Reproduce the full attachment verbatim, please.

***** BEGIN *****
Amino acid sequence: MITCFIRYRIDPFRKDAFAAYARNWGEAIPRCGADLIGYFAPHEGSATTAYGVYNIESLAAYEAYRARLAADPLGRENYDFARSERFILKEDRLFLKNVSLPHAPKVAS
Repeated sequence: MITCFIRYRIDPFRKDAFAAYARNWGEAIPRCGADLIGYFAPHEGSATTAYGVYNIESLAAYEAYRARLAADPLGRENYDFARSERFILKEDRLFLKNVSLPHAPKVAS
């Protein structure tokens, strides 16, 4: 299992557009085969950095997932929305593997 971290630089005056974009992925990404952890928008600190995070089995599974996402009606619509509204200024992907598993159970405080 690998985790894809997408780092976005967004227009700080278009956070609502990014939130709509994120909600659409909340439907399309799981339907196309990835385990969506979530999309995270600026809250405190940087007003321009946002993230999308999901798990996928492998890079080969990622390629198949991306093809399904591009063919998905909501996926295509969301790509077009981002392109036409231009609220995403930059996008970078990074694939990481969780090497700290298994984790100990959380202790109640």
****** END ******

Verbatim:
Amino acid sequence: MITCFIRYRIDPFRKDAFAAYARNWGEAIPRCGADLIGYFAPHEGSATTAYGVYNIESLAAYEAYRARLAADPLGRENYDFARSERFILKEDRLFLKNVSLPHAPKVAS
Repeated sequence: MITCFIRYRIDPFRKDAFAAYARNWGEAIPRCGADLIGYFAPHEGSATTAYGVYNIESLAAYEAYRARLAADPLGRENYDFARSERFILKEDRLFLKNVSLPHAPKVAS
């Protein structure tokens, strides 16, 4: 299992557009085969950095997932929305593997 971290630089005056974009992925990404952890928008600190995070089995599974996402009606619509509204200024992907598993159970405080 690998985790894809997408780092976005967004227009700080278009956070609502990014939130709509994120909600659409909340439907399309799981339907196309990835385990969506979530999309995270600026809250405190940087007003321009946002993230999308999901798990996928492998890079080969990622390629198949991306093809399904591009063919998905909501996926295509969301790509077009981002392109036409231009609220995403930059996008970078990074694939990481969780090497700290298994984790100990959380202790109640």